You're in a parking lot and you look down at a puddle with some rainbow-looking residue in it. What could it be? Or maybe you are at the beach, and you see some interesting substance on the ground, but you have no idea what it is. Well, now you just might be able to examine exactly what is composing those spilled chemicals – or pollution. A group involved with the Public Lab created an open source project that enables environmental engineers or curious minds to go out into the environment and test what contaminants we as humans leave behind. The experiment can determine exactly what kind of oil is polluting an area, whether it is crude oil, motor oil, heating oil, or other petroleum-based contaminant. You can check out the video on just what it does below.
The experiment uses a spectrometer to determine which contaminants compose the pollutant. Each molecule of oil fluoresces (glows) at a different wavelength, giving them each a specific colour and allowing you to determine the composition with a spectrometer. The experiment is a fun and informative way you can learn about the environment and its compositions around you.
The experiment calls for:
- protective latex or nitrile gloves
- cotton swabs
- some small glass bottles, like empty nail polish bottles, or plastic cuvettes (available on Amazon)
- mineral oil (from the pharmacy -- it's used as a laxative; also sold as "baby oil")
- a "Blu-Ray" or 405 nanometer laser
a spectrometer: you can build one from a piece of DVD-R, a webcam, and a light-sealed box. Instructions and design files for several types can be found on the Public Lab website, this Instructable also covers the use of a spectrometer to do a specific type of analysis.
Most of the materials used will need to be sealed in a plastic bag and properly disposed of since they will come into contact with the potentially hazardous chemicals you will collect off of the ground- so try not to use your grandparents eye drops, they may not be so pleased...
A more detailed list plus links including where to buy the materials can be found at the bottom of the Public Lab Oil Testing Kit page.
Collect, Scan, & Compare
The process for testing oils can be summarized in three overall steps;
1. Collecting samples of suspected oil or tar from the ground, and dissolving small amounts in mineral oil so they are transparent
2. Illuminating the solutions with ultraviolet light -- presently using a 405-nanometer blue laser -- and recording the light spectrum with a DIY spectrometer, as shown in the diagram above
3. Comparing the spectrum to those of similarly prepared samples of known pollutant oils, as well as a negative control
An updated version of the lab can be found at the Oil Testing Kit page on the Public Lab Wiki.
First, you will need a spectrometer. A spectrometer is basically a device that is used to differentiate the different colours specific chemicals will produce, allowing you to determine what kind of substance you have. You can purchase one (they are not very expensive) or you can build one yourself, the open source DIY or purchase link can be found if you follow this link to the Public Lab website. You can check out what it will look like below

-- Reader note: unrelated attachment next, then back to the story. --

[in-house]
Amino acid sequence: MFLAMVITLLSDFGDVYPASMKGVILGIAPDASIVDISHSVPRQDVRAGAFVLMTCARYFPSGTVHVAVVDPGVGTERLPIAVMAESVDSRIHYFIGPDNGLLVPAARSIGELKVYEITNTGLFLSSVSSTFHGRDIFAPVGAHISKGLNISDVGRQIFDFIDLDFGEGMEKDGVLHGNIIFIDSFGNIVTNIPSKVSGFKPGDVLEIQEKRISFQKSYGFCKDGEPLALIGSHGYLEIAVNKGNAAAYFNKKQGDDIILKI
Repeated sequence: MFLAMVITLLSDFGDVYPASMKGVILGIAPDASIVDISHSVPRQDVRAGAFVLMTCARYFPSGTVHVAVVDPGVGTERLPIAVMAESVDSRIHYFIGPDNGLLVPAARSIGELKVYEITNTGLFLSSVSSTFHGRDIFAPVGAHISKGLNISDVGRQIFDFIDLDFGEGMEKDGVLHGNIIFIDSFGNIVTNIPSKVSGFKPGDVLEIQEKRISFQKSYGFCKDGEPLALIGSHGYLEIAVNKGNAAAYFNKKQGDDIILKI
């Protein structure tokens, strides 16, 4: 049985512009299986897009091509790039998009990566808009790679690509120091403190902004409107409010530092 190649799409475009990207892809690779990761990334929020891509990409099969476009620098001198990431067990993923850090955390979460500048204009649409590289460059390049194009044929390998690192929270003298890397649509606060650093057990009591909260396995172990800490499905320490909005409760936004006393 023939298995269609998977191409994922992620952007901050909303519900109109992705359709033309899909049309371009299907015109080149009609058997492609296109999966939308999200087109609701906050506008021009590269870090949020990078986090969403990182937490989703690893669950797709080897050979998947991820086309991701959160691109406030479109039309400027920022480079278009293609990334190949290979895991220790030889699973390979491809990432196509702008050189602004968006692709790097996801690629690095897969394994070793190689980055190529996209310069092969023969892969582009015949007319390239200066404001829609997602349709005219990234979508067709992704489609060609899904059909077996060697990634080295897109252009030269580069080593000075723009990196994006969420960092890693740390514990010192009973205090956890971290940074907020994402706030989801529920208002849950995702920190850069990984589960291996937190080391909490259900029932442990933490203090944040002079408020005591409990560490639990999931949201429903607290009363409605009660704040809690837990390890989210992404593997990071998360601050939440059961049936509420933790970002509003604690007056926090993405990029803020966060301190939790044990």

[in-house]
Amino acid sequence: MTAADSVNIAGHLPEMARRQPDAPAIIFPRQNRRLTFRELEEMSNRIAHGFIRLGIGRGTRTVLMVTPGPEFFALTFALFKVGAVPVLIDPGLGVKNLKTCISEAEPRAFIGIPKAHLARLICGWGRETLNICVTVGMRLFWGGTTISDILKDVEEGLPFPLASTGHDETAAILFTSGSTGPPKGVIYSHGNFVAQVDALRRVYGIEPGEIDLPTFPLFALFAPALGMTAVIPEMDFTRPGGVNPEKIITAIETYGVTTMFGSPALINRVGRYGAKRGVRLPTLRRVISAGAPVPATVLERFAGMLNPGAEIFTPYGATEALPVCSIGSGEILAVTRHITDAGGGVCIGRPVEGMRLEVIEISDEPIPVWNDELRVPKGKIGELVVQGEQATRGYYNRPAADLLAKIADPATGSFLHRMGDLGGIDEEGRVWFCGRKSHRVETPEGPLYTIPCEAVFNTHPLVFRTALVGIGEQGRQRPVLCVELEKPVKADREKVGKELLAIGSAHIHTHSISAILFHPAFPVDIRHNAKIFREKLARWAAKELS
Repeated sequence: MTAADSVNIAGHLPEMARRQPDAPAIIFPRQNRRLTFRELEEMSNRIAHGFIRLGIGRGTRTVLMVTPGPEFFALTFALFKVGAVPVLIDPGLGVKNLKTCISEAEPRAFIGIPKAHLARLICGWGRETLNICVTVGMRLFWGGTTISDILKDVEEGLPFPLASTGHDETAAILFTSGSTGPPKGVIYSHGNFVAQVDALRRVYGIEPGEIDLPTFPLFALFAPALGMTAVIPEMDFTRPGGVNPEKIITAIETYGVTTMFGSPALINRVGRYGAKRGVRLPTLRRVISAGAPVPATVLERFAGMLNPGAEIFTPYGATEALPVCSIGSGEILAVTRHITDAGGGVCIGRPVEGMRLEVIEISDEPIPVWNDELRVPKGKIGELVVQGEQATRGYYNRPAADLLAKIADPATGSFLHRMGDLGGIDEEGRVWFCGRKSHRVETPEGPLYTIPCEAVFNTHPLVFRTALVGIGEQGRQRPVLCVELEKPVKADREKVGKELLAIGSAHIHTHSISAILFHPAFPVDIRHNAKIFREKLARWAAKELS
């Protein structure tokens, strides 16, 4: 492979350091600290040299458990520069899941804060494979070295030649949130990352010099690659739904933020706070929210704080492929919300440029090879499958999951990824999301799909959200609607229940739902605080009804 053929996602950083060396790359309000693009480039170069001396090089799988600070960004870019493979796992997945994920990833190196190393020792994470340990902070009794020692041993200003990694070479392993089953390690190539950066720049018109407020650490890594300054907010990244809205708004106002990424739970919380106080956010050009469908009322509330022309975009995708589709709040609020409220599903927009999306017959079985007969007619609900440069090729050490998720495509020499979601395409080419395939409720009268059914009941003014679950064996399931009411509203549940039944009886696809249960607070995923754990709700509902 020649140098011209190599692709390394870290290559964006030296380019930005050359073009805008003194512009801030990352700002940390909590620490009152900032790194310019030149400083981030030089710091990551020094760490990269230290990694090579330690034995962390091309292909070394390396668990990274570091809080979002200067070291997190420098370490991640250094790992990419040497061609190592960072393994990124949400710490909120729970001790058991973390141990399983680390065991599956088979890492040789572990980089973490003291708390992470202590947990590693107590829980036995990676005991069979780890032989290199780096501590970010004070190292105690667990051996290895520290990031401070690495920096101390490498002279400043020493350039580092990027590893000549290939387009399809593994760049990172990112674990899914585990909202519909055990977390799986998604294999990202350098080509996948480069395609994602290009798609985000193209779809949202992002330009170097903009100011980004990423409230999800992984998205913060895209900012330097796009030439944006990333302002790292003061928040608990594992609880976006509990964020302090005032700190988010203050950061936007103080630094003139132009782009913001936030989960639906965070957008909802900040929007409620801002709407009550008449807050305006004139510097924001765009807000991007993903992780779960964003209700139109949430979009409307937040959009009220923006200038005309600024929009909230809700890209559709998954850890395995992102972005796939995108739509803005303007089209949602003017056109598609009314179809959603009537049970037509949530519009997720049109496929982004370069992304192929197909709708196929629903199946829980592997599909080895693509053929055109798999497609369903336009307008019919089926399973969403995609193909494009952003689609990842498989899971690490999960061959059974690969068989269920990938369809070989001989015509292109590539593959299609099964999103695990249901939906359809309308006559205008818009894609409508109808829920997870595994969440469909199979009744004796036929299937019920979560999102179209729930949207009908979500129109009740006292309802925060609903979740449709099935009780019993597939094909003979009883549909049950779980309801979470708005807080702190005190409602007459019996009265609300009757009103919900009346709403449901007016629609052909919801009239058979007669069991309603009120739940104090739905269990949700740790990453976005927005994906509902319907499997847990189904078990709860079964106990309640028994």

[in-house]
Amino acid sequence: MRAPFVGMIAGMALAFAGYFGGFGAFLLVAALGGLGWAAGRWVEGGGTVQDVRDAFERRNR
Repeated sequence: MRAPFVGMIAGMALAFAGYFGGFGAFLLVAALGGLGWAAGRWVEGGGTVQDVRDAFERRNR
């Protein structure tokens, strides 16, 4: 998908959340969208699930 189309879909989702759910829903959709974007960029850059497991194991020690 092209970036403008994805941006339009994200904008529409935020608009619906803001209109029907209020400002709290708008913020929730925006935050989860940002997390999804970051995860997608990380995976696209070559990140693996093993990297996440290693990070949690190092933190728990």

[Image Source: Public Lab]
The spectrometer is connected to the computer so when you shine the laser through it, it will be able to analyze and determine exactly what you are dealing with- some truly fascinating technology! Of course, all the source code is open sourced and is included with the instructable above.
And don't worry, your spectrometer will be usable in other areas of analysis including
- detection of brightening agents in laundry: /n/174
- pesticides: /n/10015
- sugar in red wine: /n/10955
- olive oil adulterants: /n/10382
- milkfat concentration: /n/10012
- lycopene in tomatoes: /n/9432
- atmospheric spectra: /n/6168
- concentration analysis (Beer’s Law): /n/7475
- flame spectroscopy: /n/4406
- importing reference spectra: /n/8995
Next, you will need to attach an oil analysis section to the spectrometer. This will house the contaminants and enable you to scan what you have. Follow the link to the Public Lab Oil Testing Kit to learn how to make your own, or to buy one ready made (still inexpensive).
Oil testing kit [Image Source: Public Lab]
Now comes the fun where you get to put your new equipment to the test. The spectrometer and oil analysis kit can now be used to scan and use your computer to analyze the composition of chemicals that you discover. The instructions on how to analyze your contaminants can once again be found at Public Lab Oil Testing Kit webpage which includes all the instructions. Have fun examining pollutants and seeing what you can come up with!
[Image Source: Public Lab]
Now you can see for yourself exactly what is in the world around you with a bit of construction and some curiosity! A big thank you goes out to the creators at the Public Lab that made this open sourced project available to curious minds across the globe.
SEE ALSO: China uses mist cannons to counter pollution
Written by Maverick Baker